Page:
North Korea noticed the world stopped paying attention to them, and so, the country fired three short range missiles off the coast to out all eyes on them. Are we about to fall back into the endless stream of provocations and threats that seemed to die down?
It's too early to make a solid guess about that. But this is what we know. South Korean officials are reporting three short-range KN-02 missiles were fired into the sea Saturday from North Korea. Short range missiles don't travel more than 1,000 kilometers. (Or 620 miles, for the Imperialists.) These ones didn't even make it to Japanese waters.
Two missiles were launched in the morning while the third came later in the afternoon. The North hasn't released a statement yet so we don't know why, exactly, they're doing this now. The North tends to test short-range missiles every few months. The last tests came in March when tensions were at a high between the international community and the North. It seemed like the tensions in the region that had everyone walking on egg shells earlier in the year had died down.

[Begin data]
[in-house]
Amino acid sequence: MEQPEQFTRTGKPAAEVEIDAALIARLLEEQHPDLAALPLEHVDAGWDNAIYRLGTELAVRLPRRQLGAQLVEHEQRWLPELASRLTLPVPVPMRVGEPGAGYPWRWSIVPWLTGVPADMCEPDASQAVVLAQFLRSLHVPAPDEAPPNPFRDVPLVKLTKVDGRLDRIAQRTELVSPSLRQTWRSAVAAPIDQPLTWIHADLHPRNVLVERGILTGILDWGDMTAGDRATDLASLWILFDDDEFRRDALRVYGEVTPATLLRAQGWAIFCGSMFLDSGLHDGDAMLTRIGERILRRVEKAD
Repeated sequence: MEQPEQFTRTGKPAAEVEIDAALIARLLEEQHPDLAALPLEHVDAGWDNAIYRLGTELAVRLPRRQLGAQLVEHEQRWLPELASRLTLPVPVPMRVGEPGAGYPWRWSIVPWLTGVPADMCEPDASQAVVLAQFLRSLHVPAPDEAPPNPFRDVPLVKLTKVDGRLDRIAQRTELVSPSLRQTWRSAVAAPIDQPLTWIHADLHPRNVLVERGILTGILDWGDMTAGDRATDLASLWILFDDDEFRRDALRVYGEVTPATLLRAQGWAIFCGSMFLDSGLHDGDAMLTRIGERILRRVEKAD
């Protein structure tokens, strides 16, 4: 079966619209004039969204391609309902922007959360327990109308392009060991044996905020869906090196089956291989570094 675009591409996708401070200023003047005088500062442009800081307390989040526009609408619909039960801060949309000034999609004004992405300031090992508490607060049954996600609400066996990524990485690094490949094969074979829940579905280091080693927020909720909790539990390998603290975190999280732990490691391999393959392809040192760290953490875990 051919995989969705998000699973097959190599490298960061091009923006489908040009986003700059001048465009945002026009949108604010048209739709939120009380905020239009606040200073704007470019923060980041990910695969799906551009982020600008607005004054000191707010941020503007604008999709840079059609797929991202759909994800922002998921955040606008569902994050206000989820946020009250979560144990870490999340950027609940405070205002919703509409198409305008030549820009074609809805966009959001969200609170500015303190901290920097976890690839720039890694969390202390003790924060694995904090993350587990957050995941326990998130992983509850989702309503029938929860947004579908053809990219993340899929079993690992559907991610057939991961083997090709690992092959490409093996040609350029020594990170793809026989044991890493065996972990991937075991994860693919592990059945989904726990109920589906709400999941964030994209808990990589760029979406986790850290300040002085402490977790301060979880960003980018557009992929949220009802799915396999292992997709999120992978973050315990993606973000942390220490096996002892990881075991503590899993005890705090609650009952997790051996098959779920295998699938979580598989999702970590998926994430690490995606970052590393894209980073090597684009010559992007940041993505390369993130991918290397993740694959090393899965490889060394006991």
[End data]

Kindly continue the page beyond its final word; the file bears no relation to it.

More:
The usual excuses like the U.N. sanctions crippling the country's economy or the joint military drills between South Korea and the U.S. are good guesses, sure. But the most likely reason is that North Korea wanted some more attention from the world. "North Korea is an expert at crisis diplomacy, or crisis marketing," Shin Jong-dae, a professor at Seoul's University of North Korean Studies, told the Wall Street Journal. The U.S. citizen being detained for having an issue of National Geographic (among other things) on his person wasn't getting the job done.
North Korea seemed to be retreating a few weeks ago when they withdrew the medium-range Musudan missiles stationed on their coast, potentially pointed towards South Korea or American bases in Guam. It seemed this chapter was finally coming to a close. But today's provocations, while mild, could ratchet up tensions once again.
This article is from the archive of our partner The Wire.